Water, Water, Everywhere?
Growing populations, waste, climate change and pollution are some of the things that are making fresh water scarce in many places. Fortunately, there are people hard at work trying to make sure that we have an adequate supply in the future.
The latest FutureFood 2050 interview series focuses on the relationship between fresh water, and explores new strategies for smart water management that will help increase the world’s food supply.
A project of the Institute of Food Technologists, FutureFood 2050 provides insights from the world’s leading experts.
Nine Countries Hold 60% of the World’s Available Fresh Water
The insights they provide include:
Less than 3% of the Earth’s water is fresh, and its distribution is far from even around the world.
Nine countries have 60% of the available fresh water, reports the World Business Council for Sustainable Development.
These include Brazil, Canada, China, Colombia, the Democratic Republic of Congo, India, Indonesia, Russia and the United States.
Agriculture accounts for 70% of all water use, so there’s a direct relationship between the availability of fresh water and our food supply.
The USA Is One of Them, But We Shouldn’t Be Cocky
Now, just because the U.S.A. is among those lucky countries that have most of the world’s fresh water, we Americans should not be over-confident.
After all, just look at what’s happening in California, where severe drought conditions have become so severe that the state is mandating the most sever water restrictions seen in half a century.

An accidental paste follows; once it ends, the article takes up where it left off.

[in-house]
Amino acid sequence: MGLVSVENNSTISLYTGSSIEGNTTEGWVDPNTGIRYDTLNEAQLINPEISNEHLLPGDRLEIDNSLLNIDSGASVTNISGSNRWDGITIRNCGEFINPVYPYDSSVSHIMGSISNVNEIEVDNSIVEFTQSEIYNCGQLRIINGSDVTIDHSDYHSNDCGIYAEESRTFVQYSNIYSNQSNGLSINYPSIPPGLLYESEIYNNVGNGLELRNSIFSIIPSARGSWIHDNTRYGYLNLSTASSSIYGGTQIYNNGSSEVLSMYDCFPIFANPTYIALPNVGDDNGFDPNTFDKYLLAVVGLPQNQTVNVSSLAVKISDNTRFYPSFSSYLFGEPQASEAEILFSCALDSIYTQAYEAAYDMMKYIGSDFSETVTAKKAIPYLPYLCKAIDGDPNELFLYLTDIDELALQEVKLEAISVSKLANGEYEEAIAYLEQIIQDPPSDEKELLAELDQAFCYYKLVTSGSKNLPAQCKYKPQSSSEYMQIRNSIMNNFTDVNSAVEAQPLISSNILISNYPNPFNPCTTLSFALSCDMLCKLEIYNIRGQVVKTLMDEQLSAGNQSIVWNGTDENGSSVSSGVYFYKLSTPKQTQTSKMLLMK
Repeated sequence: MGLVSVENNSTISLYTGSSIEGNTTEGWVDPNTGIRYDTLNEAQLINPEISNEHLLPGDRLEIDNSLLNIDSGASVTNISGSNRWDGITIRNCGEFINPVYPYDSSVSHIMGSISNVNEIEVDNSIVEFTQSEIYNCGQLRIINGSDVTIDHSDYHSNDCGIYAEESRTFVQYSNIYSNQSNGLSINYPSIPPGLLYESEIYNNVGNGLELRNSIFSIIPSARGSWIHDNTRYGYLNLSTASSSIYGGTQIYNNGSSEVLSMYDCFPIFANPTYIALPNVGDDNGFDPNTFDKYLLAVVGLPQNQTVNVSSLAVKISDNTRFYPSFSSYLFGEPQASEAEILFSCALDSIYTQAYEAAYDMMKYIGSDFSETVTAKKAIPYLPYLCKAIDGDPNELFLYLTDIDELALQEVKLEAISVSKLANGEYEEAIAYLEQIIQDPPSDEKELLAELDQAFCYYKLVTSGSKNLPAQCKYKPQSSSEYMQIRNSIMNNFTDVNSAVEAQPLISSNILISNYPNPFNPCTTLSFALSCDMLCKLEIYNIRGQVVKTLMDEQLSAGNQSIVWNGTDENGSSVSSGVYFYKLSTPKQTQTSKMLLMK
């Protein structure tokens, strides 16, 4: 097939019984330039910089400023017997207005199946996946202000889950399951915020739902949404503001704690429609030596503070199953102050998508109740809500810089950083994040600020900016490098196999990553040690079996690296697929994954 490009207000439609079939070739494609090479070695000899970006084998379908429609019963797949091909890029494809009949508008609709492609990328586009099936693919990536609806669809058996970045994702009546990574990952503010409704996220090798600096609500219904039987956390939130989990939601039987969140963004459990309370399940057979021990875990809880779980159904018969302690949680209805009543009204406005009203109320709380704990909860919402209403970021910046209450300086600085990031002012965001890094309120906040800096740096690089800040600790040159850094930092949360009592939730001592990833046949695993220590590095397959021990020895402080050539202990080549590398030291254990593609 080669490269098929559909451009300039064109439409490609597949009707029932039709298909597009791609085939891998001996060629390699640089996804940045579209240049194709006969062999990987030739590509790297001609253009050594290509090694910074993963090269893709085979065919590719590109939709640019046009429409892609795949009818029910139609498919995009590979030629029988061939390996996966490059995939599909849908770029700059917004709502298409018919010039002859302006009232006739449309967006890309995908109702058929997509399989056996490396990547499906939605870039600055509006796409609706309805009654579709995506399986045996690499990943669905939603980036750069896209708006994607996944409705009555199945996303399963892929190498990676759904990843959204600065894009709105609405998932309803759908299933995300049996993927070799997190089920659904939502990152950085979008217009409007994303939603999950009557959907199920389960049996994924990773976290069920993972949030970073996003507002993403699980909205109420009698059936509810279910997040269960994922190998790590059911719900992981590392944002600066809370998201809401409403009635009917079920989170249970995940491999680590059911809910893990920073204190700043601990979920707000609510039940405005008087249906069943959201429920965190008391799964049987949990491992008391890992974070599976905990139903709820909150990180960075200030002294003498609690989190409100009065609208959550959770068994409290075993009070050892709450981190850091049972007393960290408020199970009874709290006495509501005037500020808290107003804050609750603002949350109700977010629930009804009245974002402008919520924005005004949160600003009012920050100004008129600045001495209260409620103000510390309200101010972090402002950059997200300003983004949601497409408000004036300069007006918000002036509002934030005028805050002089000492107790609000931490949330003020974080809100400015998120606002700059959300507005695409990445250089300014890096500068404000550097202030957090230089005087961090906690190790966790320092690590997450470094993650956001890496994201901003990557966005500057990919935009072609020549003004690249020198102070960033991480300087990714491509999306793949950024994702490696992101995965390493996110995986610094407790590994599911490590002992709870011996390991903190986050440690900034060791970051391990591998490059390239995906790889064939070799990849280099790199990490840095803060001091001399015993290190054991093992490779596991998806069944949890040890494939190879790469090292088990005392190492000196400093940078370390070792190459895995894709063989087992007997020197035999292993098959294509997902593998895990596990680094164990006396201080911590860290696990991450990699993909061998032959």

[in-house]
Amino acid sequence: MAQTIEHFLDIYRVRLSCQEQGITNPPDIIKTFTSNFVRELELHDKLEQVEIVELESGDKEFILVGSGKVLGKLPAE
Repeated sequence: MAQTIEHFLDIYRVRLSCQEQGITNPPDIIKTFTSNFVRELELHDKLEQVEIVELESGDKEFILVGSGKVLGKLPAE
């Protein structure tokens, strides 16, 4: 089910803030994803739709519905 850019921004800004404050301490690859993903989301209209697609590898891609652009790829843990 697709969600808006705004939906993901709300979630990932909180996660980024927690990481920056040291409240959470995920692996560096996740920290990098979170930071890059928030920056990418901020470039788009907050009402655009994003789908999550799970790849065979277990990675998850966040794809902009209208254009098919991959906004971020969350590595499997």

Consider how much of America’s fruits and vegetables come from California, and you can see that we Americans have some fresh water issues of our own. The state produces 90% of the leaf lettuce we eat, 2/3 of our carrots, and 1/3 of our fresh tomatoes – and that’s just a partial list.
Replacing California’s ag production (by increasing production in other states) would prove to be a truly daunting task.
Save the Water
Fortunately, there are other solutions. The most promising among them are ways to grow crops using less water. These include rainfall harvesting, subsurface drip irrigation and water reclaimation.
The problem is, we only react when things reach a crisis stage. This has already happened in California, and it might happen in other states.
But here’s the silver lining: perhaps the solutions implemented in California will prove to be of benefit to the rest of the country, and the world, as new technologies are invented, refined and implemented.
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